The contractors we spoke with ad nauseum all had different ideas; some said open cell only and then fill with batts. Others suggested blown in, and others even suggested we consider only doing the roof. We came to the conclusion that they all want to get away with only what they know how to do. We're in Connecticut, and after this winter, we're even more convinced that we are making the right decision with regard to the foam. Hope this helps.
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By Jeff in Hartland, WI on 3/11/2011


I also agonized over insulation. There are a lot of trade-offs, and a lot of conflicting data. My first choice was foam, but I simply didn't want to pay two or three times what I would pay for other methods, or use a less expensive form of foam that hasn't been around very long. Then I started looking into dense-pack cellulose. I was convinced this is what I wanted to do--and the cost was only about 20% more than fiberglass batts. Of course, I still wanted the benefits of foam in terms of sealing all gaps. So I caulked the gaps once the house was framed. All of them: around each stud bay, along the rims, etc.  

Shortly before it was time to insulate, I had a problem--it turned out my low bidder chose to bid fiberglass batts rather than the cellulose I specified. So I had to find an alternative. I started doing more research and realized that dense-pack cellulose is blown in wet. The manufacturers and contractors say it won't be a problem, because the cellulose is treated. That ensures you won't get moldy cellulose. But the studs and sheathing aren't, so I was still worried about mold. I also found a study performed in Canada that showed it took as much as 11 months for the cellulose to dry out.  

In the end, I decided to go with blown-in fiberglass. The cost was about the same as cellulose. Same benefits in terms of how it is installed. I saw the studies that showed it loses R-value as temperature decreases, but I believe that was mostly due to convection, and I figured a well-sealed shell would mitigate that problem at least somewhat. I did decide to foam the rims, just to make sure they were well sealed as well as insulated. 

I'm happy with the results. A neighbor built his house about a year before I built mine--and he decided to pay for the foam insulation throughout. We compared power bills last month. My gas bill was about the same as his, despite my house being about 10% bigger--and we had at least a week or 10 days of below-zero temperatures. I have no problem recommending blown-in fiberglass.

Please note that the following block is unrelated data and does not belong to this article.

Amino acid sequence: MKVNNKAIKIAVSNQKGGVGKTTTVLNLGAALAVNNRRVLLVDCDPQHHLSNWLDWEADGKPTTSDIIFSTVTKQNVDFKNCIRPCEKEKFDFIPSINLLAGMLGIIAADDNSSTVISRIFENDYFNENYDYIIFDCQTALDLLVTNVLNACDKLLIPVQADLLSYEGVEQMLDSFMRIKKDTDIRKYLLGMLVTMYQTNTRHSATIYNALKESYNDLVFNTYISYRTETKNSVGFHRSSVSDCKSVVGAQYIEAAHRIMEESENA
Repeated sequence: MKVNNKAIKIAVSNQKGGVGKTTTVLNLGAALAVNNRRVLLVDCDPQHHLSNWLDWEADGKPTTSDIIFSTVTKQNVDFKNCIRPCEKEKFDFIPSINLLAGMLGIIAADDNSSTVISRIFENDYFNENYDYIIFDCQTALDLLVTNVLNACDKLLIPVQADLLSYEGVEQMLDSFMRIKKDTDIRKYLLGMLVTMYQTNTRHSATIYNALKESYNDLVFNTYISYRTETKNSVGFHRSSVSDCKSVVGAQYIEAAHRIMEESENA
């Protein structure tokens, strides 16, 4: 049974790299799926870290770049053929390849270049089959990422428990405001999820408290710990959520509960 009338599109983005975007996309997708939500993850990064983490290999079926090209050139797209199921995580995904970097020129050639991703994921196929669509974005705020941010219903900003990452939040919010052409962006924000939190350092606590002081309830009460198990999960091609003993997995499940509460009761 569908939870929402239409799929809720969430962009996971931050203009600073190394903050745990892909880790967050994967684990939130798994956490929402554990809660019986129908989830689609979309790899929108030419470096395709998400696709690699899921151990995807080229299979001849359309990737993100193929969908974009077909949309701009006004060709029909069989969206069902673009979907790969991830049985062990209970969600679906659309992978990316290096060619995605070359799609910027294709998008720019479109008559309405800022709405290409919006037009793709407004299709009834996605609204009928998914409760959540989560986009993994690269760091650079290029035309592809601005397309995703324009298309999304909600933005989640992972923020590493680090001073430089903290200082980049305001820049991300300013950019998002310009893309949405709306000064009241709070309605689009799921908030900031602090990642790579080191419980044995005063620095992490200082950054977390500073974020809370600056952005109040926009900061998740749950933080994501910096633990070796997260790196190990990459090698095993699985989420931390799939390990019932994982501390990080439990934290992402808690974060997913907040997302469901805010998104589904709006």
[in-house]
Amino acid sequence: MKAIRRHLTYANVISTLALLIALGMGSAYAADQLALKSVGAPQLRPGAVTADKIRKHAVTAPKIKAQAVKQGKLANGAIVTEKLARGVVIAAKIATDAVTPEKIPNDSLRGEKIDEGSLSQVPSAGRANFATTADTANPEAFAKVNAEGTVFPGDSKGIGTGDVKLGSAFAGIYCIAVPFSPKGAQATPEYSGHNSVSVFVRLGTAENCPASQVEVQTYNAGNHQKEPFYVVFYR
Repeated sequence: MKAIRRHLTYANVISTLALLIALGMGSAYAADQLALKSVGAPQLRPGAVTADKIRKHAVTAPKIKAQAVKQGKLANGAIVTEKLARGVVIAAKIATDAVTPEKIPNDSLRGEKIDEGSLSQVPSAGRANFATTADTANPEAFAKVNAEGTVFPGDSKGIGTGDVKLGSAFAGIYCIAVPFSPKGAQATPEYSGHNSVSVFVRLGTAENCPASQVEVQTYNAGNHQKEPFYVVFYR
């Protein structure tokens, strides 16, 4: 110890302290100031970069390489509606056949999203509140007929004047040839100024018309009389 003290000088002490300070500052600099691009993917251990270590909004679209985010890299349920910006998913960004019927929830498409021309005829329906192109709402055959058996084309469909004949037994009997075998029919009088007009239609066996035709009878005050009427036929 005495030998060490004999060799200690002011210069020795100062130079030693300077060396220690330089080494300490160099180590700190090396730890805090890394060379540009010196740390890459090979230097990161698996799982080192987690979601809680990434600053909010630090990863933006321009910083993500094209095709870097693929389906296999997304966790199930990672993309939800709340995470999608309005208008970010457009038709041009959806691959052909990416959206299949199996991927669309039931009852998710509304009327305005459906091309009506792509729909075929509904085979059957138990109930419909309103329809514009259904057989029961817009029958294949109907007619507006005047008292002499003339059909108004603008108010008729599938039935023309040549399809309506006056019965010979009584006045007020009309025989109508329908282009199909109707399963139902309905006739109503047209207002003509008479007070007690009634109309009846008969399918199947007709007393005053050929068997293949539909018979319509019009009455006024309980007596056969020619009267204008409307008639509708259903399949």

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By Jason in Elyria, OH on 3/15/2011


Well most of the insulation bids are complete. I got a bunch of bids in this field so that we could explore our options. We had three, all spray-foam bids; most exceeded $40,000. All fiberglass in walls and ceilings as well as garage were all less than $10,000. A highly recommended place from multiple people will do a "Flash and dash" system, which basically is an inch of 2-lb. closed-cell foam, then fill the rest of the cavity with blown-in wet cellulose. Some fiberglass will be used in the vaults and ceilings, but their whole package was around $12,000. After comparing all of our bids and seeing what exactly is going into each sub's bid, we feel we cannot see the worth of spending $30,000 more just for foam. I do not think it will ever pay itself back. So it looks more and more like we will be going with the hybrid package.
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By Patricia in Cheshire, CT on 3/16/2011


You need to compare R-values. One inch of closed cell does nothing; you may as well do batts. It needs to be at least two inches of foam. Our house is 7,200 square feet. Our bid is less than $40,000 for five inches of closed cell, which gives us an R-value of 35. I'd check with these guys again about the foam. The soy green foam is a lower R-value and is more money, not worth it. We looked at Bayer, Guardian, and BASF. None of the bids (four total) have come back over $40K and that is to cover all exterior walls and roof.